This paper discusses remedial hydraulic stimulations used to increase production rates from two coalbed methane wells at GRI's Rock Creek project. The poorly performing stimulation was plugged with cement and the well restimulated using a non-damaging gel, nitrogen foam, and sand stimulation. These treatments suggest:
cement can be used to abandon undesirable hydraulic fractures prior to restimulation,
the use of an alternative gel polymer, identified by core testing for a specific coal sample, minimized permeability damage during stimulation, and
a special foam and sand stimulation created a more effective fracture than the original water and sand treatment in the same well.
Two remedial hydraulic stimulations significantly increased production rates from coalbed methane wells at GRI's Rock Creek project site near Birmingham, Alabama. The first treatment was performed on a well that was under performing compared to the other wells, even though reservoir properties indicated it had the potential to produce more. The second well was an average-to-good well, but was restimulated with the intent of increasing fracture length and production, and to further investigate the effectiveness of a novel restimulation technique. Incremental production rate increases ranged from over 300 MCFD (8495 m3/D) in the first well to sustained incremental rates greater than 90 MCFD (2550 m3/D) in the second well.
Because both wells had already produced gas for more than two years, R was felt that a foamed fluid should be used to minimize the addition of water to the reservoir. Because potential damage to the formation with gelled fluids was identified in the literature, particular attention was paid to designing a system that would not damage the coal. Prior to implementing a recompletion strategy, it was imperative that the potential problem causing poor production be diagnosed and a strategy developed for logically increasing the rate.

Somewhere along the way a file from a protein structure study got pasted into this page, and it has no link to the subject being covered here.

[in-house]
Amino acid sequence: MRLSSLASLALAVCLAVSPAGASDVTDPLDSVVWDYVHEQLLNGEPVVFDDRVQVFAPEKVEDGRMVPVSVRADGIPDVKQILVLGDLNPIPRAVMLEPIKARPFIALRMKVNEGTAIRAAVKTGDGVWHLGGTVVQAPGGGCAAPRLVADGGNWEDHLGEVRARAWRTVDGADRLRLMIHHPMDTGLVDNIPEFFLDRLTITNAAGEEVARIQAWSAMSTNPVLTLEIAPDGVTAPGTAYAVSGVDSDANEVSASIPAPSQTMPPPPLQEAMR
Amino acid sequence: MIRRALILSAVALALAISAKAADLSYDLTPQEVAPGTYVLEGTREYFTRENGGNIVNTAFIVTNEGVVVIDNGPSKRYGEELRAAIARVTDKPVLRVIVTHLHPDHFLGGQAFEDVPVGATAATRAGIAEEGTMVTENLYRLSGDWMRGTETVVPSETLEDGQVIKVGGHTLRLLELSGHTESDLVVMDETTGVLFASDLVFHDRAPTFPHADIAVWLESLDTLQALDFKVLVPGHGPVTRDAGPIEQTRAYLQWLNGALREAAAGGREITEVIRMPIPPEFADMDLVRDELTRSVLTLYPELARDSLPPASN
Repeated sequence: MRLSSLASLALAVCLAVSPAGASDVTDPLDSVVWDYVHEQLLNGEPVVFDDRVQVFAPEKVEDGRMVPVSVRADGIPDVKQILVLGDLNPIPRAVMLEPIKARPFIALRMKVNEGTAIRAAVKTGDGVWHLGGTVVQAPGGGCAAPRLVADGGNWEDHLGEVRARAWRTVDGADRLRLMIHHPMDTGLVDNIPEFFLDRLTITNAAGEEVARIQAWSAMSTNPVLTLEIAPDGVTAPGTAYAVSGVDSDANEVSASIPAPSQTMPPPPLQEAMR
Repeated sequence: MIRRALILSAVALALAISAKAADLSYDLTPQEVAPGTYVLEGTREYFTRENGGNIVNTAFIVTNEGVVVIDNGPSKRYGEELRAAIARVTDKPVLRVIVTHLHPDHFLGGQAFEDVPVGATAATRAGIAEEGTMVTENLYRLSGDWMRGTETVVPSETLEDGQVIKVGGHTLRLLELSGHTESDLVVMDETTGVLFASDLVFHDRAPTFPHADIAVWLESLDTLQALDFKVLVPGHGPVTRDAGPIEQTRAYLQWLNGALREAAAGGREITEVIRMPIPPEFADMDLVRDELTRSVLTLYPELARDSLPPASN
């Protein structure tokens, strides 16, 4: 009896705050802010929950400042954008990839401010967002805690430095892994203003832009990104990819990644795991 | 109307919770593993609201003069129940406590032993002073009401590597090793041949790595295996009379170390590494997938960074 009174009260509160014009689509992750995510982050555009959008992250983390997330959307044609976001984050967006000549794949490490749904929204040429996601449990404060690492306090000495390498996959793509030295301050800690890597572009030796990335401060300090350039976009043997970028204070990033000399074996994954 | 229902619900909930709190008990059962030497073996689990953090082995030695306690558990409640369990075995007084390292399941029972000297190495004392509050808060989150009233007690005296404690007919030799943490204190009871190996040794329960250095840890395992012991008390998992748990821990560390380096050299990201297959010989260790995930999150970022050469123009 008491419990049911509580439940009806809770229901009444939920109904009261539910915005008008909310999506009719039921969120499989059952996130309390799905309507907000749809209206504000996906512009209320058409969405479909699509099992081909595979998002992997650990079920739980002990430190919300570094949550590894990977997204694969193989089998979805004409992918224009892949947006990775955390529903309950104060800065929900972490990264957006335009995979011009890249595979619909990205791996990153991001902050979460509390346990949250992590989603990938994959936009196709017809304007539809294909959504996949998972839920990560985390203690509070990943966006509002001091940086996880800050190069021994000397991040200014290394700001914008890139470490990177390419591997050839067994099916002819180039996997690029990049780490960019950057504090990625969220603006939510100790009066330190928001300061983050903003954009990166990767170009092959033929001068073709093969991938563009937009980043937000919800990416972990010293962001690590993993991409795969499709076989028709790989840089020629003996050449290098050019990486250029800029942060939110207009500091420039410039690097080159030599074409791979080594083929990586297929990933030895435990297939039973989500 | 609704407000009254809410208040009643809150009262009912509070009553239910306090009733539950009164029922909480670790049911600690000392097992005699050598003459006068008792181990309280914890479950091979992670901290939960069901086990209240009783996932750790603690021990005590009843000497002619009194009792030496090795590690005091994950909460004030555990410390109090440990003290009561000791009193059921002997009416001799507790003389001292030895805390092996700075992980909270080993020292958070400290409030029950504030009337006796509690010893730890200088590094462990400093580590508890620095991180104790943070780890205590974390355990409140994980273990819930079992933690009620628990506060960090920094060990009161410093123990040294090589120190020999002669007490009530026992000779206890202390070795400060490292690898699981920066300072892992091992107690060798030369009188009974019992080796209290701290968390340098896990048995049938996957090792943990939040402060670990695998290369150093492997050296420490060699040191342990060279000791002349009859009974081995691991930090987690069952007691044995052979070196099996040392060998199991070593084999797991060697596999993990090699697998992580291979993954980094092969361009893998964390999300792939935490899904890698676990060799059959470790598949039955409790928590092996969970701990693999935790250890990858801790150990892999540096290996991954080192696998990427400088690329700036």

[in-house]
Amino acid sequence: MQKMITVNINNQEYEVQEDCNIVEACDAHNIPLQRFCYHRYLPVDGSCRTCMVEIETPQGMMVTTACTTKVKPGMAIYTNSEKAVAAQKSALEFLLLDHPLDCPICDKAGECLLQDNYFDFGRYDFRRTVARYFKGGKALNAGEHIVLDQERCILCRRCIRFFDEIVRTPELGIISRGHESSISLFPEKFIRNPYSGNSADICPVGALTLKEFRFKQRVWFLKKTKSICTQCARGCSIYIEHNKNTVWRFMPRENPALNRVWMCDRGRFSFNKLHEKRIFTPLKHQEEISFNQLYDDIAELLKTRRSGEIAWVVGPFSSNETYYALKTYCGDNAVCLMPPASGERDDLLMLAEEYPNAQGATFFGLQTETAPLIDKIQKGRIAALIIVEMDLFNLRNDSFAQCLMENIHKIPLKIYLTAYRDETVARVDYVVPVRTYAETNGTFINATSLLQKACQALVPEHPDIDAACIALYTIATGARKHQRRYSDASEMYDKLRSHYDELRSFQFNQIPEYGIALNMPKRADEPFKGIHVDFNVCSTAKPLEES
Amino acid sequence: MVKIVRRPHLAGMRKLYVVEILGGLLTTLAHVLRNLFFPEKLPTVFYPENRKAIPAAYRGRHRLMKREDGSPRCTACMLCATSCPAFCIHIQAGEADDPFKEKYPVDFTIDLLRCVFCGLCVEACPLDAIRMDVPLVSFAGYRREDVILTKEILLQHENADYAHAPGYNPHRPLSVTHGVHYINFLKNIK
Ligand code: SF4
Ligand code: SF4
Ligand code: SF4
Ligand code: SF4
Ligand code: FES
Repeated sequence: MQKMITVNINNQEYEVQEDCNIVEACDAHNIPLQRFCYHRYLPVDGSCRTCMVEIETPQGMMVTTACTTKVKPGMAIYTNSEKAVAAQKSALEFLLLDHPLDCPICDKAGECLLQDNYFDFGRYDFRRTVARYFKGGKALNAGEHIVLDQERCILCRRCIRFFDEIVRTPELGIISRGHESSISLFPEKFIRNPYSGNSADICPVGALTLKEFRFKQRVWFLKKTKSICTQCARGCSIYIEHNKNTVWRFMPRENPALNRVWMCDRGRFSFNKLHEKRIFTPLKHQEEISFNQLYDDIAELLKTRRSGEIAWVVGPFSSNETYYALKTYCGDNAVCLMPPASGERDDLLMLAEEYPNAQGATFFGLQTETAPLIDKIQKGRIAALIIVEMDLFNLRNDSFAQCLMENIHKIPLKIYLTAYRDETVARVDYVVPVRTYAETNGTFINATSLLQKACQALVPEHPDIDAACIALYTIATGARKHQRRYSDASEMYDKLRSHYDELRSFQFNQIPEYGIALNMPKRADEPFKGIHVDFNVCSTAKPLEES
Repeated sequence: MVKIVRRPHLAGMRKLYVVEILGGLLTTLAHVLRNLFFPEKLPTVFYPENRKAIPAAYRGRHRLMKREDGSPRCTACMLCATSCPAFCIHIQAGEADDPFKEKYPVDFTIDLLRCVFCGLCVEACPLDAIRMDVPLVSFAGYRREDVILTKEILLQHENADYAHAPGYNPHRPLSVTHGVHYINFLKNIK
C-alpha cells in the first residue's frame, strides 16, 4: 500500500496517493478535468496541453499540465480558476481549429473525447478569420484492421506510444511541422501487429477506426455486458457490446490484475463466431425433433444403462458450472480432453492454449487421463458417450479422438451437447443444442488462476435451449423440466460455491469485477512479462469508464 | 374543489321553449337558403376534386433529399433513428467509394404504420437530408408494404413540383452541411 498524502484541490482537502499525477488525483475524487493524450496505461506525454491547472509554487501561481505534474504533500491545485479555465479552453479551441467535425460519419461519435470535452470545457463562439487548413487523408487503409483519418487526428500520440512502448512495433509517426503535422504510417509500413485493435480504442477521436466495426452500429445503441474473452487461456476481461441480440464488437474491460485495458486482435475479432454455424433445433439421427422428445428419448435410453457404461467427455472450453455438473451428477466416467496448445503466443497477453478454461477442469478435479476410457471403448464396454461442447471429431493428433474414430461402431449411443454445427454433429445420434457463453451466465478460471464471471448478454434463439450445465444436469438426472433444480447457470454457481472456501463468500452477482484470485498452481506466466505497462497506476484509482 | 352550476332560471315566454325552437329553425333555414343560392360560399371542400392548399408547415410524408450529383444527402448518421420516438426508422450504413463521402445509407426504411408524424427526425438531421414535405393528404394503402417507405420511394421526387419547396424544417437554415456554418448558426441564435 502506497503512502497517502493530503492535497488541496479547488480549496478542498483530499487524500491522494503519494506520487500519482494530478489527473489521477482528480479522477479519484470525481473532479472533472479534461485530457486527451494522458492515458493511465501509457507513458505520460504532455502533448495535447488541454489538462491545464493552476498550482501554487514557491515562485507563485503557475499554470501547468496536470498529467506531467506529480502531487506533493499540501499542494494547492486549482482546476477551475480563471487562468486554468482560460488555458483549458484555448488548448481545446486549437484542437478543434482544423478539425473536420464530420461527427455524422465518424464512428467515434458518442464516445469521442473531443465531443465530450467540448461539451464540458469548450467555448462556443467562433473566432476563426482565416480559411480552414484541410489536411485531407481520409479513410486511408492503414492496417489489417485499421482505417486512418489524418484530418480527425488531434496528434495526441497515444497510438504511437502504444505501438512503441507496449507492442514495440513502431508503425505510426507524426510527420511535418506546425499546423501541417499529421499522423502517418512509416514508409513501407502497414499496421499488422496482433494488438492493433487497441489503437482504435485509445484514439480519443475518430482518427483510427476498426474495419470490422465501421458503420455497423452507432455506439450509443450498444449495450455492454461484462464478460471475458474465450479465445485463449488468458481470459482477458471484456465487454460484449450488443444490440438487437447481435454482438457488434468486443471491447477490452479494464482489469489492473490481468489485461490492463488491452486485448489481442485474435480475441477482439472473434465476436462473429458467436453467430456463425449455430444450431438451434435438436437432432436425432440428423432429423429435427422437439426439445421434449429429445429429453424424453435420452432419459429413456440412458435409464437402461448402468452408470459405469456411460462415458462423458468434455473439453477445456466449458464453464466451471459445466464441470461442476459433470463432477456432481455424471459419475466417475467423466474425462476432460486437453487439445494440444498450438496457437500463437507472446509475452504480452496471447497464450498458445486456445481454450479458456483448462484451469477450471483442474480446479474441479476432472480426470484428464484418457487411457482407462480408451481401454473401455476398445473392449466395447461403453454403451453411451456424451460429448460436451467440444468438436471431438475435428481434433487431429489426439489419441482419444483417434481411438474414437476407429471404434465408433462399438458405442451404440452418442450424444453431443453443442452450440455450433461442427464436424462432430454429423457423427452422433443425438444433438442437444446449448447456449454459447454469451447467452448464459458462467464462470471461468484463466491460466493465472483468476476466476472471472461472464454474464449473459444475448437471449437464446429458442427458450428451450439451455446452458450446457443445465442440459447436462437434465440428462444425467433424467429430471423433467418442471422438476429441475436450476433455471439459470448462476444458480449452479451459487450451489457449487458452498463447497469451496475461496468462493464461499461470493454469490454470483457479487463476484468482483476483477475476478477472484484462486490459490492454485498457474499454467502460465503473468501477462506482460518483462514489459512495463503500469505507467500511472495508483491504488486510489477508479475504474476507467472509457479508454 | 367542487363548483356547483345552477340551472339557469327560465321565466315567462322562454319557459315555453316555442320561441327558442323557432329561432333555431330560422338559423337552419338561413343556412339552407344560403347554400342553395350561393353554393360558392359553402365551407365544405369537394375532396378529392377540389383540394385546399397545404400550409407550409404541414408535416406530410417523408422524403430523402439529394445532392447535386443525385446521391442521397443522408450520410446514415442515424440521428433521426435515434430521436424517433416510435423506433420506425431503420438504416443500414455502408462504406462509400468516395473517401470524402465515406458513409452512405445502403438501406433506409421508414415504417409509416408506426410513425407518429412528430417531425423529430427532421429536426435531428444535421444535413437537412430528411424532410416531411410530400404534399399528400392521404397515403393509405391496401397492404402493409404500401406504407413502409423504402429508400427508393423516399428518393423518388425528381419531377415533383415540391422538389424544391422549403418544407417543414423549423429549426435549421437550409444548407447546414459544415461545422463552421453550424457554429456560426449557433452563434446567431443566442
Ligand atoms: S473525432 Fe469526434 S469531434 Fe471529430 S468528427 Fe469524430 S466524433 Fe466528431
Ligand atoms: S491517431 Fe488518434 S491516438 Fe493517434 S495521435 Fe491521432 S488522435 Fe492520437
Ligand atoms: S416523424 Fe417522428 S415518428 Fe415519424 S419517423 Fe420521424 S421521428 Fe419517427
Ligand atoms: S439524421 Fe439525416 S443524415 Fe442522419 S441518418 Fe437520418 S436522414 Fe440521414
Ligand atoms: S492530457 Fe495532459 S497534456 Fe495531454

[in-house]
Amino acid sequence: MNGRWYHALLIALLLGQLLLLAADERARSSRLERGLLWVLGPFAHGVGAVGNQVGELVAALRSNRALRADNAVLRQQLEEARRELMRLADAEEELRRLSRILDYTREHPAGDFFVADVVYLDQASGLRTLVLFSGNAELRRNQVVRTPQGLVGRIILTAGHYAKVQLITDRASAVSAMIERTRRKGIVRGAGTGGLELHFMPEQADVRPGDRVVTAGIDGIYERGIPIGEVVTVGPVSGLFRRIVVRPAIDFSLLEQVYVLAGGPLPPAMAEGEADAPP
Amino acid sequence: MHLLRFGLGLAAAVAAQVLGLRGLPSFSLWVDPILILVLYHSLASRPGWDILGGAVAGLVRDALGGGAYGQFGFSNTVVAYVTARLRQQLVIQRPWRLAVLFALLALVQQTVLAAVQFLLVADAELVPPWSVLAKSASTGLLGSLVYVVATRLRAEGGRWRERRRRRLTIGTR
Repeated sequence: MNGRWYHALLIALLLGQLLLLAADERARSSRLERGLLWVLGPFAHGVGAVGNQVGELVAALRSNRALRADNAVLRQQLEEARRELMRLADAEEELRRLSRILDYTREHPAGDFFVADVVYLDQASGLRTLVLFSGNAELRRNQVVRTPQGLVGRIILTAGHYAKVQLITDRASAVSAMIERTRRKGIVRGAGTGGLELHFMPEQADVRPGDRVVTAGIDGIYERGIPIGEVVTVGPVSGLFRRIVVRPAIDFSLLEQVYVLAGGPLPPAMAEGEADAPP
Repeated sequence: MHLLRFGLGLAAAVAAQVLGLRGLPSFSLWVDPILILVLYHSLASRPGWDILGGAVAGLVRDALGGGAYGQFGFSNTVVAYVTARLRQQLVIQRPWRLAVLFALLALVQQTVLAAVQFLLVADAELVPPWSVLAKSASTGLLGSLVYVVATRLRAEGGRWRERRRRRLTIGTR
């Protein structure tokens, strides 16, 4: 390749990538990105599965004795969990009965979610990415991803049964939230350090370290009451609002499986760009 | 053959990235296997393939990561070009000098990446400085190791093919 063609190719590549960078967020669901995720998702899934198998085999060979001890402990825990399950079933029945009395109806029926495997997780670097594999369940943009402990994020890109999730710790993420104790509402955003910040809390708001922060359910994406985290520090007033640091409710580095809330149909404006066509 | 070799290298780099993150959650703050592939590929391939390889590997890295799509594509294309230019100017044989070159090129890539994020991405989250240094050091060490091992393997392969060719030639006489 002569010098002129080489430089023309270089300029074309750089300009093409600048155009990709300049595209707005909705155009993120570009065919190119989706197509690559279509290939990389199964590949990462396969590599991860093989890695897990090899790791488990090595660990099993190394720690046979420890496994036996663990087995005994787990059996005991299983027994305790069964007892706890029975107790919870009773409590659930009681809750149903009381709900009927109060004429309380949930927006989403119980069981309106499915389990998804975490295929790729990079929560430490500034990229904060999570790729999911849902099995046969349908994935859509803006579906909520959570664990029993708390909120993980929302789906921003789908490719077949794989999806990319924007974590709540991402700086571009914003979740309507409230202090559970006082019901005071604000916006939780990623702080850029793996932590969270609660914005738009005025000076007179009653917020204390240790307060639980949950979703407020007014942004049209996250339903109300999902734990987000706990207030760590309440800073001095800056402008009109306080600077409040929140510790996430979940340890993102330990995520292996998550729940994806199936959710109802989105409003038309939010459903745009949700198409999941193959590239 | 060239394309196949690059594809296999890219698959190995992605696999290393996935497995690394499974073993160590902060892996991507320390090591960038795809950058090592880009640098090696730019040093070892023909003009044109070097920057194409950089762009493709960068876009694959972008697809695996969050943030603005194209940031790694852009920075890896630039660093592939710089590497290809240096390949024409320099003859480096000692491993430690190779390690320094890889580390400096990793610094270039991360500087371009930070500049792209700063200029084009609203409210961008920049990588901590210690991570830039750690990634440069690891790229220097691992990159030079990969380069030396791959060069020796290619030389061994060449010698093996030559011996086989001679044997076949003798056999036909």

The relative location of the wells at the project site is shown in Figure 1. Details of the project are described elsewhere. Figure 2 compares production from well P3 to surrounding wells. After 3.5 years of production following the original Mary Lee and Black Creek coal group stimulations in October 1987, well P3 still only produced at one-third the gas rate and two-thirds the water rate of four offset wells. All zones were stimulated with various types of cross-linked hydroxypropyl guar (HPG) gel systems designed to get long fracture length and contact multiple production horizons.
A notable difference between P3 and adjacent wells is the configuration of perforated seams (Figure 3). The 8 Black Creek seams in P3, depths of 1180 to 1420 feet (360 to 432 m), were stimulated with 3 separate treatments by the baffle frac method, followed by a Mary Lee group stimulation at 1028 ft (313 m). The Black Creek group stimulations in other wells had only the bottom Black Creek H seam perforated, called restricted access. Production rates from both coal groups were higher in the wells without perforations in upper Black Creek seams.